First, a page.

Beijing's Winter Paralympics open Friday under the shadow of Moscow's invasion of Ukraine, with questions remaining over whether athletes from Russia and its ally Belarus will be barred from participating in the Games.
As the first city to host both Summer and Winter Games, the National Stadium — known as the Bird's Nest — will once again light up for an opening ceremony to welcome hundreds of athletes from all over the world.
Friday's celebrations could be muted, with the lead-up to the Games dogged by controversy as the world reacts with alarm to Russia invading Ukraine.
That includes the International Olympic Committee (IOC), which on Monday urged sporting federations across the world to exclude athletes from Russia and Belarus, which had hosted troops before the invasion.
But it remains up in the air if athletes from Russia — who will compete for the Russian Paralympic Committee (RPC) following the country's ban for state-sponsored doping — and Belarus will be barred from taking part in the Games.
The International Paralympic Committee will have a meeting Wednesday and a decision is expected by the evening.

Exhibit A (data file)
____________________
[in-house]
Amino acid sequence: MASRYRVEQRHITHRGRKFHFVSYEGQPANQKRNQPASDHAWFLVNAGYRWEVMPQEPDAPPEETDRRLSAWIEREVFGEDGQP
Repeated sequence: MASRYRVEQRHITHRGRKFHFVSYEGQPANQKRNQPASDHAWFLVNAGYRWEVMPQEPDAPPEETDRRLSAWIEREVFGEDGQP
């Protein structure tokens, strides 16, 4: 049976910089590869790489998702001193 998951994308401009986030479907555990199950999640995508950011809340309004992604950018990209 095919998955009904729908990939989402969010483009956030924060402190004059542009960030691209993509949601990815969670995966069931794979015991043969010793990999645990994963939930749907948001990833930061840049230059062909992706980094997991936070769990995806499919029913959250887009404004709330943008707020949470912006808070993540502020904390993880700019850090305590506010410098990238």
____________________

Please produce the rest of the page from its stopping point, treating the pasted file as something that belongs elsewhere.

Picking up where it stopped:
Much of the sports world has reacted with solidarity to Ukraine.
FIFA kicked Russia out of the 2022 World Cup, while rugby's world governing body banned Russia and Belarus from all international rugby events "until further notice".
Russian President Vladimir Putin, an accomplished judoka, was also suspended as honorary head of the International Judo Federation.
With its civilian airspace closed, half a million refugees fleeing to neighbouring countries, and Russian troops closing in on Kyiv, getting Ukraine's Paralympians to Beijing was going to be a logistical issue.
Committee president Andrew Parsons had said last week it would be a "mammoth challenge", declining to comment further for security reasons.
By late Tuesday, the country's National Sports Committee for the Disabled confirmed its full team of 20 athletes and nine guides were making their way to the Games.
"I hope that tomorrow, March 2, we will be in Beijing," said Natalia Garach, communications manager for Ukraine's team.
The small Eastern European country has punched above its weight in previous Paralympic Winter events, with frequent podium finishes in the biathlon and ski events.